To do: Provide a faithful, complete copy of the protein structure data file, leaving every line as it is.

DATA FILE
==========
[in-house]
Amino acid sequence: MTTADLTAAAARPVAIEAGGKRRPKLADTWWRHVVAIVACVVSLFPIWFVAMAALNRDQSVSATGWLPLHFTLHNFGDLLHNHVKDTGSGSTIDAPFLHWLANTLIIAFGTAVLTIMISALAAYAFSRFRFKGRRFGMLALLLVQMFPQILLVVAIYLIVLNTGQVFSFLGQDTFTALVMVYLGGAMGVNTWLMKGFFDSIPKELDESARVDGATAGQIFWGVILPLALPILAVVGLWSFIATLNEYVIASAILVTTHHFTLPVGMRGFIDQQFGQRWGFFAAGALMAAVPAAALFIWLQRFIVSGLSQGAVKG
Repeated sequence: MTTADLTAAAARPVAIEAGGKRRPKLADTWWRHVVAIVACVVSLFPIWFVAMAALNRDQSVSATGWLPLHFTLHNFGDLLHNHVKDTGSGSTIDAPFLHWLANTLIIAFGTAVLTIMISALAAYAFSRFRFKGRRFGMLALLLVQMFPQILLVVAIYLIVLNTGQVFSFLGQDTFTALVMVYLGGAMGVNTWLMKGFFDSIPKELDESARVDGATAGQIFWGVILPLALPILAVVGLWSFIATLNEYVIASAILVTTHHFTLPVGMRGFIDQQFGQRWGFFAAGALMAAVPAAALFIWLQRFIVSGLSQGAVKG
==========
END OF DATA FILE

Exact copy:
[in-house]
Amino acid sequence: MTTADLTAAAARPVAIEAGGKRRPKLADTWWRHVVAIVACVVSLFPIWFVAMAALNRDQSVSATGWLPLHFTLHNFGDLLHNHVKDTGSGSTIDAPFLHWLANTLIIAFGTAVLTIMISALAAYAFSRFRFKGRRFGMLALLLVQMFPQILLVVAIYLIVLNTGQVFSFLGQDTFTALVMVYLGGAMGVNTWLMKGFFDSIPKELDESARVDGATAGQIFWGVILPLALPILAVVGLWSFIATLNEYVIASAILVTTHHFTLPVGMRGFIDQQFGQRWGFFAAGALMAAVPAAALFIWLQRFIVSGLSQGAVKG
Repeated sequence: MTTADLTAAAARPVAIEAGGKRRPKLADTWWRHVVAIVACVVSLFPIWFVAMAALNRDQSVSATGWLPLHFTLHNFGDLLHNHVKDTGSGSTIDAPFLHWLANTLIIAFGTAVLTIMISALAAYAFSRFRFKGRRFGMLALLLVQMFPQILLVVAIYLIVLNTGQVFSFLGQDTFTALVMVYLGGAMGVNTWLMKGFFDSIPKELDESARVDGATAGQIFWGVILPLALPILAVVGLWSFIATLNEYVIASAILVTTHHFTLPVGMRGFIDQQFGQRWGFFAAGALMAAVPAAALFIWLQRFIVSGLSQGAVKG